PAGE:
I don't see why people are so defensive about people being nervous about playing in IPL. Do you think if the LeT is willing to kill cricketers in Pakistan they will have objections to doing it in India? It should be the opposite - we should be worried about the Indian cricketers who are playing in IPL. These are blood thirsty killers whose sole goal is to get the maximum publicity at any human cost. And the cheapest and easiest publicity comes from attacking visible public targets. They attacked the Sri Lankans who were trying to do a favor to Pakistan by playing there. They will probably kill their own fathers and mothers to get newspaper headlines. Why would they not try to attack Indias most internationally visible sporting event? Think about it - as much as you don't want it to happen we have to be alert to the monster next door who might just do anything. Hiding from the risk is not the answer. And no one should blame international cricketers for being worried about their lives.

  • waheed on March 4, 2009, 21:18 GMT

    I think this time no country is safe even in India mumbai Attacks in Bangladesh that army incident and in sri lanka tamil scenario so dont blame any country or anyone for these conditions I think we should stand together against these kind of situations these terrorists dont have any nationality religion or name they are just enemies of PEACE...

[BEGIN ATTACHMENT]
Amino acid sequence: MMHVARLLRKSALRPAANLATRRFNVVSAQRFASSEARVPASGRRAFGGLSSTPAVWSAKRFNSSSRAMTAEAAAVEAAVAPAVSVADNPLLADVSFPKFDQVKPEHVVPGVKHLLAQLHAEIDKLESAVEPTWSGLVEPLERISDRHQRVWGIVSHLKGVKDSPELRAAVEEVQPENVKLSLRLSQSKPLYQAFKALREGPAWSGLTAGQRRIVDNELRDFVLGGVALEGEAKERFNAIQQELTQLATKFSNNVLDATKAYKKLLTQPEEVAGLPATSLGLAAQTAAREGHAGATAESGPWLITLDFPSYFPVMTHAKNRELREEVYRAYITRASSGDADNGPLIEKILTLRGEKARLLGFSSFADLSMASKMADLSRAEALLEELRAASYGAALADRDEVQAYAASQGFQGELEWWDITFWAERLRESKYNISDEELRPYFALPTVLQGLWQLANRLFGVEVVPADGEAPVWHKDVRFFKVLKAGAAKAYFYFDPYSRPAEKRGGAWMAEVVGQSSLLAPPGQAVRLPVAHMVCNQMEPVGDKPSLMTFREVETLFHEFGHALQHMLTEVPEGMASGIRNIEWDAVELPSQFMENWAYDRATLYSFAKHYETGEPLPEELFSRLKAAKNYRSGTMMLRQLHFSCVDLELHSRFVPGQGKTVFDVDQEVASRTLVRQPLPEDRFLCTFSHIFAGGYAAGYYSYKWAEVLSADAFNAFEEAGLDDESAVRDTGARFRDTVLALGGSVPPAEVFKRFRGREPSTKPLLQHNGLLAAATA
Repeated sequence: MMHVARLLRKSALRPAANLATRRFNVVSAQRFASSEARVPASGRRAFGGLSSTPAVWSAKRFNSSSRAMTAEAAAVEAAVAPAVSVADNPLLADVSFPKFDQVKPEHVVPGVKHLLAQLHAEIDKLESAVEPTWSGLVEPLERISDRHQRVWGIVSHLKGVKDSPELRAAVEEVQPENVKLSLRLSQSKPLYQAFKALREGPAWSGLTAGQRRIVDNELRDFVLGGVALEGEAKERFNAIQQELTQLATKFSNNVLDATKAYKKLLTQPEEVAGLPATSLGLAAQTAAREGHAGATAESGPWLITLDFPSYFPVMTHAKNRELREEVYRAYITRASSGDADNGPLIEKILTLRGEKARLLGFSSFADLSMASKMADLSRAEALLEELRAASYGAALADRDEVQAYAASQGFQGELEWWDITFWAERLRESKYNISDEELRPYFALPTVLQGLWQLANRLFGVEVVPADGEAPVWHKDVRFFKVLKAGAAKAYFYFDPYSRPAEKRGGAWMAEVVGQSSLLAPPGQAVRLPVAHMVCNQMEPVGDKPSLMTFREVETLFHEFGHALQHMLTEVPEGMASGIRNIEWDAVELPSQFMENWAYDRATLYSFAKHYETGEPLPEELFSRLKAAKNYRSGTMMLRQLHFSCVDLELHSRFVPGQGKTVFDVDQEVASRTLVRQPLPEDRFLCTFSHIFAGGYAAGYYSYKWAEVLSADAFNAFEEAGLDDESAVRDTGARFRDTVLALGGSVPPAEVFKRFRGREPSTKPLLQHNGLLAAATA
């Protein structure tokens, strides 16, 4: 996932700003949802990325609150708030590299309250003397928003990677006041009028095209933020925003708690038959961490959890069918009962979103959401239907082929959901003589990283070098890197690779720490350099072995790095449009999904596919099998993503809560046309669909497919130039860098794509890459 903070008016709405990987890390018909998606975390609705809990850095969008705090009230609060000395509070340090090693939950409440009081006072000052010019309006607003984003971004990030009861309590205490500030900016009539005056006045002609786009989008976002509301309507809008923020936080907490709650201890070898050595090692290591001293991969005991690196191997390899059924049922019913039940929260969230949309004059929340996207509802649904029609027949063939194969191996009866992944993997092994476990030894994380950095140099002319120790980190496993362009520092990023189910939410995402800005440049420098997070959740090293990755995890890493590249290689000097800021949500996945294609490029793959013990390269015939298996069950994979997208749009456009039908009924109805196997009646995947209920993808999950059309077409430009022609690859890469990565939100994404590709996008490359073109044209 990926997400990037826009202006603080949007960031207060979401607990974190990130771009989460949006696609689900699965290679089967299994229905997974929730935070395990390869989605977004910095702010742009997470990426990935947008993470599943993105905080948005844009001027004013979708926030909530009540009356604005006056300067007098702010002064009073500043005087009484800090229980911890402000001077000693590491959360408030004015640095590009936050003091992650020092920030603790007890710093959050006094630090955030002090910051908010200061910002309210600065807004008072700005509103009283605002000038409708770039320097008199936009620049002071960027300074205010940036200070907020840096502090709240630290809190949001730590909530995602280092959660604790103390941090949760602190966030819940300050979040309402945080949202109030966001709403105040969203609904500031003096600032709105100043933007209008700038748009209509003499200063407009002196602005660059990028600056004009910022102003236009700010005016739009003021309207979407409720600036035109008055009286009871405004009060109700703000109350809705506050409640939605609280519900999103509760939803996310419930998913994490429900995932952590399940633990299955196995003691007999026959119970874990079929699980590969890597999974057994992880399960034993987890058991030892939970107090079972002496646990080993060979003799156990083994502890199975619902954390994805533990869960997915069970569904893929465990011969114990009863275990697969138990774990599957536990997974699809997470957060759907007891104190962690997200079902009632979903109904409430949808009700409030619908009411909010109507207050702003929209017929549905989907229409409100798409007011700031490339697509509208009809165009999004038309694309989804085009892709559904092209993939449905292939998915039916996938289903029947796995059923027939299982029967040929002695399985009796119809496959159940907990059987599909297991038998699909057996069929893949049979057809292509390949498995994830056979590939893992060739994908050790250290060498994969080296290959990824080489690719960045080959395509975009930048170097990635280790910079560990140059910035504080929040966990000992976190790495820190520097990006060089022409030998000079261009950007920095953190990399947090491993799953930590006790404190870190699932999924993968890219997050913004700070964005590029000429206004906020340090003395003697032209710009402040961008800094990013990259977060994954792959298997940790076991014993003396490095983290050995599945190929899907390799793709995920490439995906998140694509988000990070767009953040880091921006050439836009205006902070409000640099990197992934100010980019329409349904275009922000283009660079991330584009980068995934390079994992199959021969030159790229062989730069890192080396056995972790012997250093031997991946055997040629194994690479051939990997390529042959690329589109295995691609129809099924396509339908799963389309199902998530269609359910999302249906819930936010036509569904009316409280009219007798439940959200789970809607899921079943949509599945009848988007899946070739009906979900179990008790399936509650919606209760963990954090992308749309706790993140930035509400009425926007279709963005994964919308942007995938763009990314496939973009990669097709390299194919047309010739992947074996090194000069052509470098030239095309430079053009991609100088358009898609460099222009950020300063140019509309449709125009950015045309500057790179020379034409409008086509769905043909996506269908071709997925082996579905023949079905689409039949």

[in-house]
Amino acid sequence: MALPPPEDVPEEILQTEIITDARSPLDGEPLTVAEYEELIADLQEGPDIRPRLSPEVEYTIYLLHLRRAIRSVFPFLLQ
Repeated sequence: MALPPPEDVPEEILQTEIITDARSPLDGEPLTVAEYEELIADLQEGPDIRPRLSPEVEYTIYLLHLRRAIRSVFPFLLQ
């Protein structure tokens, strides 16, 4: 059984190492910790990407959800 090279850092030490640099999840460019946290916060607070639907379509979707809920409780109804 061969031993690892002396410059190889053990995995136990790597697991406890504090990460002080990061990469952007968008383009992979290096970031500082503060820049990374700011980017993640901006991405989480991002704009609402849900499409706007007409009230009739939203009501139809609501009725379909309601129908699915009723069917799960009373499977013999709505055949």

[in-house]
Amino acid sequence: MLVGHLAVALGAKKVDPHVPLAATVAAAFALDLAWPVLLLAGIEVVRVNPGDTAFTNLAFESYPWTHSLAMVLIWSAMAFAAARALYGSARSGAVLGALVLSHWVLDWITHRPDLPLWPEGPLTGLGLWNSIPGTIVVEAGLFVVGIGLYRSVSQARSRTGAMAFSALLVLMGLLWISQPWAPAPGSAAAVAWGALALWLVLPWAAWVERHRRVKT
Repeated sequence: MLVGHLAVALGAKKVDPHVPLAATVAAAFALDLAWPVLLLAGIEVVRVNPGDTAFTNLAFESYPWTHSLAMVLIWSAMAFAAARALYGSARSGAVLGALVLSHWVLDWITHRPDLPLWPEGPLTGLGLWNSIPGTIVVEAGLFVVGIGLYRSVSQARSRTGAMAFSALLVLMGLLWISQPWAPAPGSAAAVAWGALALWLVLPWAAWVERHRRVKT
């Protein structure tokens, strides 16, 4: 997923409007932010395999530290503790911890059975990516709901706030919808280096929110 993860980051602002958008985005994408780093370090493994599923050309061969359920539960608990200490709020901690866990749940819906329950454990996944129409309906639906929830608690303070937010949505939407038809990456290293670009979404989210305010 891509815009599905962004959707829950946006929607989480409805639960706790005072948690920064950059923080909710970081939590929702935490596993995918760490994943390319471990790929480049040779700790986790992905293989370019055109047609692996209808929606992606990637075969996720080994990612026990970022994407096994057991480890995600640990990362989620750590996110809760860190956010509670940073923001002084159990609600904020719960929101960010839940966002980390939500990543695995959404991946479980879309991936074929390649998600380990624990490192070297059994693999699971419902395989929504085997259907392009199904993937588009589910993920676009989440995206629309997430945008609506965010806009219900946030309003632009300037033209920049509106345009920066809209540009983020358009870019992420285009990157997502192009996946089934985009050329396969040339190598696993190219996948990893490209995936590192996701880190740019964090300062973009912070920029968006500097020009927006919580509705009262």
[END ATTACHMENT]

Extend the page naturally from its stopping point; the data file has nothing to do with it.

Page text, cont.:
• promal on March 5, 2009, 14:18 GMT

    Responding to unkith and sasidharp, your points are well-taken but I still don't think what I have said is silly. The Mexico-America hypothesis was just an example. If Mexico happened to be a hot-bed of al-Qaeda or America-haters, I can guarantee that terror strikes on soft targets in America would be as common as those in India. The same theory holds for any neighbouring pairs of countries (did Madrid bombings affect sport in France? Did London bombings stop the Ashes?) To say that the US hasn't had a terror strike after 9/11 is also invalid because they never had one before that either. Comparing defence budgets is meaningless; India spends a huge proportion of its budget allocation on defence and I'd rather we didn't. My main point was that if India says it will give its maximum security to the players and they do, but the players still refuse to come, then it is akin to subconscious racism and a convenient clubbing of neighbours, something that wouldn't be done with western nations